Thursday, February 28, 2013


I have been waiting for ages to write this review.  Unfortunately, it's not because I followed the chef here, though I well could have.  Chef Vikas Khanna has earned a ton of accolades for this latest venture, and after having experienced it, can confirm their merit.  My motivation for visiting Junoon was simply a word.  To determine whether Junoon was, or was not, jejune.  It was too perfect.

And luckily, Junoon did not at all define the adjective. I didn't think it would, and I proved myself right.  Junoon means "passion", and you can taste it in what comes out of the kitchen.  The room, on the other hand- if a room can be jejune- was.  Bordering on sterile, the spacious dining room looks a bit like a corporate cafeteria that is temporarily housing an incomplete installation of mid-level contemporary Indian decor.

 There is a large, quite lovely mirror that reflects a trio of intricately carved panels, which seem to have no purpose but to soften the room's harsh lines.  The harsh lighting doesn't help, but my visit was a lunchtime one, this might be ameliorated later in the evening simply with a dimmer switch.  A window to the open kitchen was too far from my table to supervise the activity, but it was definitely percolating with activity, even during the sparsely attended lunch hour.

The menu offers much diversity, and I had trouble choosing anything (it all looked good) until my eye landed on the roasted mushrooms with ajwain.  A small fennel-looking seed,  ajwain is a pungent little spice with a flavor that combines thyme and black cumin... and I adore it.  The one fault I had with Junoon's food is that typical Indian snare: a heavy hand with the oil.  While Junoon's cuisine is much elevated beyond your typical East 6th street channah masala joint, it still frequently suffers from a slight excess of grease.  A perfect example were these mushrooms, which were roasted chewy and intriguingly seasoned,

 but the drizzle of deep orange oil would've been better off- and more modern- substituted by a fresh herb puree or reductive jus.  But they were so tasty, nonetheless, capped with a crisp salty tuile and nestled with savory caramelized onions. There's a lot of umami going on here and elsewhere, not in the least absent in the Lahsooni Gobi (it's fun to try and pronounce the unfamiliar names), three bulbous florets fried and then smothered in a tangy, ketchupy tomato chutney kicked with chili, the plate artistically swiped with more of the same.   The menu calls them "crispy", which is never the case when a deep fried object is subsequently doused in sauce.  Even if it once was, by the time it gets to you, it won't be, so menus shouldn't call things crispy unless they are.  Pet peeve.  Along with the typo on the website where "menus" is written "menu's"... 'cause pretty much menus are already possessive of things, so unless they meant the menu's content- but that's more than a little redundant.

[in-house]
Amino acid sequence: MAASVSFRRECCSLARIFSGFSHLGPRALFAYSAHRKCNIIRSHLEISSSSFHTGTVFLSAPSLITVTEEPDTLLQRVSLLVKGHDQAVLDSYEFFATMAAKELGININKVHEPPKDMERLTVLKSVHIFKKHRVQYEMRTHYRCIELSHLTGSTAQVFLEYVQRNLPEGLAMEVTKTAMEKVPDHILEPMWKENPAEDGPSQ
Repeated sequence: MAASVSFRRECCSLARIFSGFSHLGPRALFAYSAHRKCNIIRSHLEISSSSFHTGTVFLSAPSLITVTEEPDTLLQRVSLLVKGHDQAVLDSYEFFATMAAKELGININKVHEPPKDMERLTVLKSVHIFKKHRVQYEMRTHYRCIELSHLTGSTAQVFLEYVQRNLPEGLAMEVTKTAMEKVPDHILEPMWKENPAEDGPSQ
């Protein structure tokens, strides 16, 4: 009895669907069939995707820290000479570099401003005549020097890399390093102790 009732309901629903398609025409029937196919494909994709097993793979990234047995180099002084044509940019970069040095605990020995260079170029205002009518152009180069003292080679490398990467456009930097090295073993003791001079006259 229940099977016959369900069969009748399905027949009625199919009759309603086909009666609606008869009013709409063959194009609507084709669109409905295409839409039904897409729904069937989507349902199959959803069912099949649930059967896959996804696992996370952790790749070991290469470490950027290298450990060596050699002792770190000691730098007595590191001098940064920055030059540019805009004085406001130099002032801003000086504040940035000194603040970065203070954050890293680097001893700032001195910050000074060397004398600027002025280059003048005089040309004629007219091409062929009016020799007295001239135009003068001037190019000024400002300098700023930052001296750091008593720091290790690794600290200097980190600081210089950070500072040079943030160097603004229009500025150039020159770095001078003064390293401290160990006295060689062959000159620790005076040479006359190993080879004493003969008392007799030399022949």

For entrees monkfish jumped out at me, mostly for its accompanying charred brussels sprouts, which were disturbingly absent when the plate arrived.  I searched underneath the small tumble of lemony frisee and radishes to no avail.  Apparently, they had been forgotten underneath the heat lamp in plating, but the chef quickly re-charred a new set and turboed them out to me... although it took substantial effort to flag down a server in order to issue my complaint.

They balanced the sort of sparse dish as well, adding a heartier vegetable component to the fresh salad, although they too suffered a little excess of oil.  But for the minuscule portion that they were (there must have been all of four quartered sprouts), they were perfectly cooked tender, earthy and nutty, with a true bit of char, just like I'd hoped for.  The morsels of monkfish were succulent and tender contrasting with their ruddy coating of tikka sauce atop dollops of a mustardy

 apple cider foam.   We also tried Chicken Hydrabadi, a thickly sauced crock of creamy chicken stew.  Despite the cashew nuts and poppy seed cream, the flavor might belie its richness, especially if it's mixed into the fluffy rice pulao and consumed in its entirety: you could end up maxing out calorically, if you know what I mean.   But chicken cooked like this reaches such an ethereal tenderness it's hard to stop eating, so be forewarned.  It's probably a good idea to leave some of the gravy to the Unfinished Plates Club.  The naan are equally addictive, as chewy and pliant as a bread could possibly be, with toasty patches of tandoor char and a wonderfully warm, soft density.

The service was, as evidenced by the brussels sprouts privation, pretty inattentive.   Thus, we took so long to finish our meal we hadn't time for dessert.  Nor was it even offered, however.  Those on the menu were tweaked renditions of classic French desserts:  lemon crepes with macerated strawberries and a blue cheese streusel, a chocolate creme brulee, and a fig gateau that offered a black sesame crumble as the only thing even remotely Indian-ish.  It's unfortunate to have such lackluster and disinterested servers at a restaurant where the food is this good (and certainly not cheap!), because one can tell by the food that the chef is anything but.  A more inspired waitstaff, some tweaks to the decor and a bit of restraint with the lipids and this place is easily on par with the best Indians in the city.  So NOT.... well, you know the word.

27 West 24th street

1 comment: